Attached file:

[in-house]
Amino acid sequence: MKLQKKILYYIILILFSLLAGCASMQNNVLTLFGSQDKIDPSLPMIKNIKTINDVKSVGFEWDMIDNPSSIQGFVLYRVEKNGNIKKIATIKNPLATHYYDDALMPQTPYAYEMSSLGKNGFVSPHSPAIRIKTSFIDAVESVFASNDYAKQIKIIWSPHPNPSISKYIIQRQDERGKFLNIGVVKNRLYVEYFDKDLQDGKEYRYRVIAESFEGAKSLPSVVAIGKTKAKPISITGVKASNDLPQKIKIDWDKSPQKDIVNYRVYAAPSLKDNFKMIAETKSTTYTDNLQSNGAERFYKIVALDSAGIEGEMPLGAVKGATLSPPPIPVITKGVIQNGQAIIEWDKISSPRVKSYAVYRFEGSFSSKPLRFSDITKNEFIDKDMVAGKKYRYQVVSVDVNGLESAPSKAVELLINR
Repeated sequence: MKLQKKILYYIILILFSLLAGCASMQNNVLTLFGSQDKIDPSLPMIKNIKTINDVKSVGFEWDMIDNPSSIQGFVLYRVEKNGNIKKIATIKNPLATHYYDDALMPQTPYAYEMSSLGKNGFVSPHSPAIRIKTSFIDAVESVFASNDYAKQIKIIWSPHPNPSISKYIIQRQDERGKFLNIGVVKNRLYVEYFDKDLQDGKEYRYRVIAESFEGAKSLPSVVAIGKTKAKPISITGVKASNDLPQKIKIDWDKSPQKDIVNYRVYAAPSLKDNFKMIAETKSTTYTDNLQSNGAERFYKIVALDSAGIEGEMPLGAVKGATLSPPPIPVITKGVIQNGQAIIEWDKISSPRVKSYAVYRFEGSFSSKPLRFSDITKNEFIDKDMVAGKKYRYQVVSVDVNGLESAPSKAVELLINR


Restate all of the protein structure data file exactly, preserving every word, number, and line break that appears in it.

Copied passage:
[in-house]
Amino acid sequence: MKLQKKILYYIILILFSLLAGCASMQNNVLTLFGSQDKIDPSLPMIKNIKTINDVKSVGFEWDMIDNPSSIQGFVLYRVEKNGNIKKIATIKNPLATHYYDDALMPQTPYAYEMSSLGKNGFVSPHSPAIRIKTSFIDAVESVFASNDYAKQIKIIWSPHPNPSISKYIIQRQDERGKFLNIGVVKNRLYVEYFDKDLQDGKEYRYRVIAESFEGAKSLPSVVAIGKTKAKPISITGVKASNDLPQKIKIDWDKSPQKDIVNYRVYAAPSLKDNFKMIAETKSTTYTDNLQSNGAERFYKIVALDSAGIEGEMPLGAVKGATLSPPPIPVITKGVIQNGQAIIEWDKISSPRVKSYAVYRFEGSFSSKPLRFSDITKNEFIDKDMVAGKKYRYQVVSVDVNGLESAPSKAVELLINR
Repeated sequence: MKLQKKILYYIILILFSLLAGCASMQNNVLTLFGSQDKIDPSLPMIKNIKTINDVKSVGFEWDMIDNPSSIQGFVLYRVEKNGNIKKIATIKNPLATHYYDDALMPQTPYAYEMSSLGKNGFVSPHSPAIRIKTSFIDAVESVFASNDYAKQIKIIWSPHPNPSISKYIIQRQDERGKFLNIGVVKNRLYVEYFDKDLQDGKEYRYRVIAESFEGAKSLPSVVAIGKTKAKPISITGVKASNDLPQKIKIDWDKSPQKDIVNYRVYAAPSLKDNFKMIAETKSTTYTDNLQSNGAERFYKIVALDSAGIEGEMPLGAVKGATLSPPPIPVITKGVIQNGQAIIEWDKISSPRVKSYAVYRFEGSFSSKPLRFSDITKNEFIDKDMVAGKKYRYQVVSVDVNGLESAPSKAVELLINR